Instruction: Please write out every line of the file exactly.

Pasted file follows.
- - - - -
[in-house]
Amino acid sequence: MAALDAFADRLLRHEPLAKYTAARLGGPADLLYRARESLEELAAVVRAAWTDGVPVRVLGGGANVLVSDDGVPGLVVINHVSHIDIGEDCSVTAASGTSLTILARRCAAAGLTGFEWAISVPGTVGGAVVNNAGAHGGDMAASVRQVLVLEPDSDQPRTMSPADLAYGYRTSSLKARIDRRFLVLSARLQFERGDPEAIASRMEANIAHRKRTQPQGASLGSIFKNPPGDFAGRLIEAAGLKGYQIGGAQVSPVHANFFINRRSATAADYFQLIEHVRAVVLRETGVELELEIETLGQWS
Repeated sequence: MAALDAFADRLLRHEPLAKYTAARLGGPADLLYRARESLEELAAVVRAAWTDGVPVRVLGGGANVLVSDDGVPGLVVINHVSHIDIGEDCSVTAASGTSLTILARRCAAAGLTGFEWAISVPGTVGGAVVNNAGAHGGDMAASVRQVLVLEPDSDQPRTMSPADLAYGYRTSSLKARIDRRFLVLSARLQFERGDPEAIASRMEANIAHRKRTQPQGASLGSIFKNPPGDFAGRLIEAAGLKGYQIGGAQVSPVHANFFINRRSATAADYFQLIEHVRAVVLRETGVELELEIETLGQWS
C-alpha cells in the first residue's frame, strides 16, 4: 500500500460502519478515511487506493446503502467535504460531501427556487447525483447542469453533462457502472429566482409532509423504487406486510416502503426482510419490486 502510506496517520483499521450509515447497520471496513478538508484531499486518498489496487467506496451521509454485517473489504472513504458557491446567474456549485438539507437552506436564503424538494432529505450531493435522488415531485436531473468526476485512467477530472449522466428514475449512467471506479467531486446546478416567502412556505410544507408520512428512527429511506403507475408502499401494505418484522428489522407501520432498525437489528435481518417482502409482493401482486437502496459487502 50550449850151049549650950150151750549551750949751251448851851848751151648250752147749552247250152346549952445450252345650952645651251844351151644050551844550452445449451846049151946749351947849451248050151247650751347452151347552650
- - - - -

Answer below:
[in-house]
Amino acid sequence: MAALDAFADRLLRHEPLAKYTAARLGGPADLLYRARESLEELAAVVRAAWTDGVPVRVLGGGANVLVSDDGVPGLVVINHVSHIDIGEDCSVTAASGTSLTILARRCAAAGLTGFEWAISVPGTVGGAVVNNAGAHGGDMAASVRQVLVLEPDSDQPRTMSPADLAYGYRTSSLKARIDRRFLVLSARLQFERGDPEAIASRMEANIAHRKRTQPQGASLGSIFKNPPGDFAGRLIEAAGLKGYQIGGAQVSPVHANFFINRRSATAADYFQLIEHVRAVVLRETGVELELEIETLGQWS
Repeated sequence: MAALDAFADRLLRHEPLAKYTAARLGGPADLLYRARESLEELAAVVRAAWTDGVPVRVLGGGANVLVSDDGVPGLVVINHVSHIDIGEDCSVTAASGTSLTILARRCAAAGLTGFEWAISVPGTVGGAVVNNAGAHGGDMAASVRQVLVLEPDSDQPRTMSPADLAYGYRTSSLKARIDRRFLVLSARLQFERGDPEAIASRMEANIAHRKRTQPQGASLGSIFKNPPGDFAGRLIEAAGLKGYQIGGAQVSPVHANFFINRRSATAADYFQLIEHVRAVVLRETGVELELEIETLGQWS
C-alpha cells in the first residue's frame, strides 16, 4: 500500500460502519478515511487506493446503502467535504460531501427556487447525483447542469453533462457502472429566482409532509423504487406486510416502503426482510419490486 502510506496517520483499521450509515447497520471496513478538508484531499486518498489496487467506496451521509454485517473489504472513504458557491446567474456549485438539507437552506436564503424538494432529505450531493435522488415531485436531473468526476485512467477530472449522466428514475449512467471506479467531486446546478416567502412556505410544507408520512428512527429511506403507475408502499401494505418484522428489522407501520432498525437489528435481518417482502409482493401482486437502496459487502 50550449850151049549650950150151750549551750949751251448851851848751151648250752147749552247250152346549952445450252345650952645651251844351151644050551844550452445449451846049151946749351947849451248050151247650751347452151347552650